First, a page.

The two pictures above are identical, neither have had different processing except that they were saved with different color profiles. On the left is the “Adobe RGB (1998)” color profile Photoshop uses by default and my camera is currently set to shoot. On the right is the same picture that was converted to sRGB then saved and uploaded.
Adobe is actually a wider color range than sRGB but the internet runs on sRGB so it can’t render all the pixels and the Adobe shot doesn’t look as good (in this pic it looks less red). When you look at the lefthand shot in photoshop it looks basically identical to the sRGB shot (technically it has more colors but most people can’t tell at a glance). So the irony is that the more limited sRGB shot on the right is what I saw while processing the image, but when I upload it without converting it to an internet friendly profile people don’t see it the way I intended and the “limited” profile looks better.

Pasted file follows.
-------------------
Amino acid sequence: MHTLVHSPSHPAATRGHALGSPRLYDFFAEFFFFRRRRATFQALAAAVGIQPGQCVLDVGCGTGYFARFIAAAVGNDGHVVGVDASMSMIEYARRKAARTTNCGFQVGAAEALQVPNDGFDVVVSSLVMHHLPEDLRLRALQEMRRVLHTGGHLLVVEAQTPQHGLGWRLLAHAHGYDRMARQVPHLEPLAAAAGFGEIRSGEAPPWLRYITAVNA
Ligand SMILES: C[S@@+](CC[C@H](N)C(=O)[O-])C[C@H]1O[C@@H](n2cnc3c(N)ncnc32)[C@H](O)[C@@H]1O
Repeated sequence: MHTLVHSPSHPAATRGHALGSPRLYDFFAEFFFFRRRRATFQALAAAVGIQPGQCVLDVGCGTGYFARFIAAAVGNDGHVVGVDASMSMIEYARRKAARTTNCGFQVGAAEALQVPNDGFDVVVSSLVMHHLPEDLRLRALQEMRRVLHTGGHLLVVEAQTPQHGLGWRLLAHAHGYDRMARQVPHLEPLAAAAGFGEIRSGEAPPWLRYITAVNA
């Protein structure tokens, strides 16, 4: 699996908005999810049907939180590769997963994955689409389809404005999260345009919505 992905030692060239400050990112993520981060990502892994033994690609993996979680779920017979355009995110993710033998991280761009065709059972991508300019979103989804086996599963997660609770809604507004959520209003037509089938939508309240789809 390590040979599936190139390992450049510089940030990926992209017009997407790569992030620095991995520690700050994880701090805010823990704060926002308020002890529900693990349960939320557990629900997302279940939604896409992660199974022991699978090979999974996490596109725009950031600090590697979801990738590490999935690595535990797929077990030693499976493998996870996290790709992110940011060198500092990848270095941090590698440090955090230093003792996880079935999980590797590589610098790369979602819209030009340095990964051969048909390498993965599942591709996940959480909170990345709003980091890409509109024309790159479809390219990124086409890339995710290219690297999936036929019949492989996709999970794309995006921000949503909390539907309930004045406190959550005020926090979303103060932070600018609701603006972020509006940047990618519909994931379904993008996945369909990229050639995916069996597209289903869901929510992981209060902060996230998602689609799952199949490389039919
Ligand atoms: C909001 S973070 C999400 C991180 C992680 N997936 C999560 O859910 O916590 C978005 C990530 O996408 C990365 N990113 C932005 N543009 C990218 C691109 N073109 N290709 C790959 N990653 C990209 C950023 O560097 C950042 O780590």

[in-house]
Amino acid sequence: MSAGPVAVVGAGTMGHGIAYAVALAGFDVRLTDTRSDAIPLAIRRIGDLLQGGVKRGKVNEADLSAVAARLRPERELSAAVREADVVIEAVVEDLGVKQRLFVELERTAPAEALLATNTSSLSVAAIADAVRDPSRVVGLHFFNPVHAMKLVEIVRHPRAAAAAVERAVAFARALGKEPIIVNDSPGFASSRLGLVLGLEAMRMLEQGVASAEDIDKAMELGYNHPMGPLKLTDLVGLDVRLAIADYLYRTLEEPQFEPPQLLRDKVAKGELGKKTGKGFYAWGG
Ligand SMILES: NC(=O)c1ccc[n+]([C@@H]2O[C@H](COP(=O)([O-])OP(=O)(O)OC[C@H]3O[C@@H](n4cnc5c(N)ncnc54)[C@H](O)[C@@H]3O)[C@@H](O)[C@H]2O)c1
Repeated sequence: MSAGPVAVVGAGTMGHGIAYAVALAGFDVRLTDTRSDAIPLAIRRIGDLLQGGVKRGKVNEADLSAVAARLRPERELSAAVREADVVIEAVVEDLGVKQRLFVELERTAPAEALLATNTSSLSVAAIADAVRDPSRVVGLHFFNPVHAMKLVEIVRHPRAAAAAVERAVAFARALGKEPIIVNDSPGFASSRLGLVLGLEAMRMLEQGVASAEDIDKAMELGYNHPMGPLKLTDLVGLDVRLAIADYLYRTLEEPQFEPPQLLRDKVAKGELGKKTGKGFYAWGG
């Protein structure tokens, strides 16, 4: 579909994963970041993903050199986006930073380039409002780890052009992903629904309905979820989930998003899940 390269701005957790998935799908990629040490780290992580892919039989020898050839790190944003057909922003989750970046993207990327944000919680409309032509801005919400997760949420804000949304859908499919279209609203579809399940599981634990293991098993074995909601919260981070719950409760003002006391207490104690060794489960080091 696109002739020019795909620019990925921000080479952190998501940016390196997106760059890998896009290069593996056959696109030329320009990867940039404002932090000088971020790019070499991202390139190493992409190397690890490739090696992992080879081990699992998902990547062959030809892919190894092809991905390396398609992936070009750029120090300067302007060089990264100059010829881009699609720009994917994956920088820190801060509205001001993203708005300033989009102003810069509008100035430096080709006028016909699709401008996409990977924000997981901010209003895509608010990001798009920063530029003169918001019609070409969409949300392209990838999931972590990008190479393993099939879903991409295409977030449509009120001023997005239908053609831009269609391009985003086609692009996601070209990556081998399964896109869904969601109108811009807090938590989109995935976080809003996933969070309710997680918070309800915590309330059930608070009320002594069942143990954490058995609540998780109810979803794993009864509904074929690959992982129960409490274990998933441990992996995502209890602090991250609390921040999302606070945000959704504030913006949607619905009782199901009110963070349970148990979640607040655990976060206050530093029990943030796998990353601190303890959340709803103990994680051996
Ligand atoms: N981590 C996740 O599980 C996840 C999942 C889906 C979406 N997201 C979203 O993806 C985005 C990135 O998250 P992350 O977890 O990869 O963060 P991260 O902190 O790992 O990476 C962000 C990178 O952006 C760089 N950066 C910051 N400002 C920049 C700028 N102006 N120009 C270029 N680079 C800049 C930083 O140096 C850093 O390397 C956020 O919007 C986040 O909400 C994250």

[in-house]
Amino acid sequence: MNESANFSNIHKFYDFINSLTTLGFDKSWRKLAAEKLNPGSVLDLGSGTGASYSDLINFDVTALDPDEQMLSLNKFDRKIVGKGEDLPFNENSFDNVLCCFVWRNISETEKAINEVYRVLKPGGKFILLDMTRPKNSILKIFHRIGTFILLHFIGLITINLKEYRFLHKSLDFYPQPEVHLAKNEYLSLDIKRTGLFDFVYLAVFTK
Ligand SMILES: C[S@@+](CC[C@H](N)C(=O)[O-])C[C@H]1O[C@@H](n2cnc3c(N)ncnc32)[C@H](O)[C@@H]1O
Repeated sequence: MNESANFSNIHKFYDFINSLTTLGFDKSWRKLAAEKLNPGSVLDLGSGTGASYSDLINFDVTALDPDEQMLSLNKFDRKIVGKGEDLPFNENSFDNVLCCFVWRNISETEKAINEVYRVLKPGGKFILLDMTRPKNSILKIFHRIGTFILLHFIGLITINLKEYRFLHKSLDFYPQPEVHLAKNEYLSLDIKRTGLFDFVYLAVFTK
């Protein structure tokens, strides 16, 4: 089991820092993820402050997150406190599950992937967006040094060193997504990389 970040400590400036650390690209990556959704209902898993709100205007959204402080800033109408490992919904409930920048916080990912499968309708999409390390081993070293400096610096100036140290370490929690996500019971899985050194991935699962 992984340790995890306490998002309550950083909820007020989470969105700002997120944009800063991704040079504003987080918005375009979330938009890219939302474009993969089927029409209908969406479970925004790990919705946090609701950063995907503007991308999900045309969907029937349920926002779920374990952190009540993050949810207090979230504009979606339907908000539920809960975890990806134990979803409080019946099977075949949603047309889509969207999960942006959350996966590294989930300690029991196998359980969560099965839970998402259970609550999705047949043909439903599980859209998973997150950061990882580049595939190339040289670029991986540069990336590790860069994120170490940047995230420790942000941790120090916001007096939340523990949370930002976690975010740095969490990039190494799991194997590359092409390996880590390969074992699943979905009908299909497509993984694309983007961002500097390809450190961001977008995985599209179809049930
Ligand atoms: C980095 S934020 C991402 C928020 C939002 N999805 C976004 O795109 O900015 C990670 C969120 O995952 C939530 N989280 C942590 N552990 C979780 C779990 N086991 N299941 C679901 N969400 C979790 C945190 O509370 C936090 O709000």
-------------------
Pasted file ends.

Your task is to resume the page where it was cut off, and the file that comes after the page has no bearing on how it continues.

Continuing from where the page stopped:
The basic lesson is that color profiles do matter (printers sometimes use CMYK so there’s one more conversion to worry about). What you choose to use depends on your own personal workflow, you could just set your camera to sRGB and not worry. Personally I shoot in RAW pictures and plan to process all shots anyway so I have more data to work. I just have an action I use at the end of processing that saves a .PSD file, converts the image to 8-bit sRGB, then saves a .JPG.